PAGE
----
Parker v. Time Warner Entertainment Co.
United States District Court for the Eastern District of New York
631 F. Supp. 2d 242 (2009)
Time Warner Entertainment Company, L.P. and Time Warner Cable, Inc. (collectively, Time Warner) (defendants) provided cable-television services. Time Warner collected information about its cable subscribers’ names, addresses, premium-subscription purchases, credit cards, employers, Social Security numbers, driver’s licenses, and whether the subscriber rented or owned a residence. Some of this information was collected directly from the subscribers, but some information was obtained from third parties. Time Warner kept all the subscriber information in a database that it offered for sale to third parties, such as marketing companies and other Time Warner entities. Time Warner cable subscribers Andrew Parker and Eric DeBrauwere (the subscribers) (plaintiffs) filed a class-action lawsuit against Time Warner, claiming that Time Warner had violated the federal Cable Communications Policy Act of 1984 (CCPA) by (1) not providing proper notice of its practices of collecting and distributing the subscribers’ personally identifiable information and (2) disclosing the subscribers’ personally identifiable information without their consent. The district court initially denied the subscribers’ request to certify the case as a class action, finding that the potential class damages were disproportionate to Time Warner’s alleged wrongs because (1) an award based on the number of plaintiffs in the proposed class multiplied by the minimum statutory damages of $1,000 per plaintiff could reach hundreds of millions of dollars and possibly bankrupt Time Warner and (2) Time Warner’s alleged violation was mostly technical and had not caused much actual harm. The subscribers and Time Warner later reached a proposed settlement agreement that allowed a class to be certified and gave each class member a month of free Time Warner services to use or to give to someone else. However, class members who currently lived in areas not served by Time Warner objected to the settlement, and the district court refused to approve it. The subscribers and Time Warner then reached a new proposed settlement that gave (1) each proposed class member the choice of a free month of Time Warner services or $5, for a total of approximately $10.7 million in damages; (2) $2,500 incentive awards to the named plaintiffs; and (3) $5 million to the subscribers’ attorneys for their 10 years of work on the case. The parties jointly presented the new proposed settlement to the district court for approval.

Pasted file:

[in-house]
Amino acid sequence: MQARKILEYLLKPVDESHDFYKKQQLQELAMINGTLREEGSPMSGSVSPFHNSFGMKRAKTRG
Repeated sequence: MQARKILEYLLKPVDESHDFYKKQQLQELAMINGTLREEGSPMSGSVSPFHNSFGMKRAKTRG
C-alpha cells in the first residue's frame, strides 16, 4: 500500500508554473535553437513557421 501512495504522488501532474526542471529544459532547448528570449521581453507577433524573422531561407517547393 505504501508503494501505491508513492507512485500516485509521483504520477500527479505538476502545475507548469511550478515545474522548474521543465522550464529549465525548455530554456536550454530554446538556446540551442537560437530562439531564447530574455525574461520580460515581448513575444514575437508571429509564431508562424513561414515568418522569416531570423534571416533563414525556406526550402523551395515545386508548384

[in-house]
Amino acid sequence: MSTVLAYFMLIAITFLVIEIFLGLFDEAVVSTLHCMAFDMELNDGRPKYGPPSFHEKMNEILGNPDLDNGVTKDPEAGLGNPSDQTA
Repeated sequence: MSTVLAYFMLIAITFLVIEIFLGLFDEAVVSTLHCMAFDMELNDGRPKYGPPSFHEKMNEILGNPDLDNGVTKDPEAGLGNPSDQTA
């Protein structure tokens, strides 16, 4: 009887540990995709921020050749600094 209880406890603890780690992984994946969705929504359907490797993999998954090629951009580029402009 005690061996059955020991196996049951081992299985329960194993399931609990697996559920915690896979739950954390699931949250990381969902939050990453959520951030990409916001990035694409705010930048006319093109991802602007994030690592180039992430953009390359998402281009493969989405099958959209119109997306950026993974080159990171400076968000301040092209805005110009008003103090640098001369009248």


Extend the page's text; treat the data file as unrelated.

Rule of Law
Holding and Reasoning (Glasser, J.)
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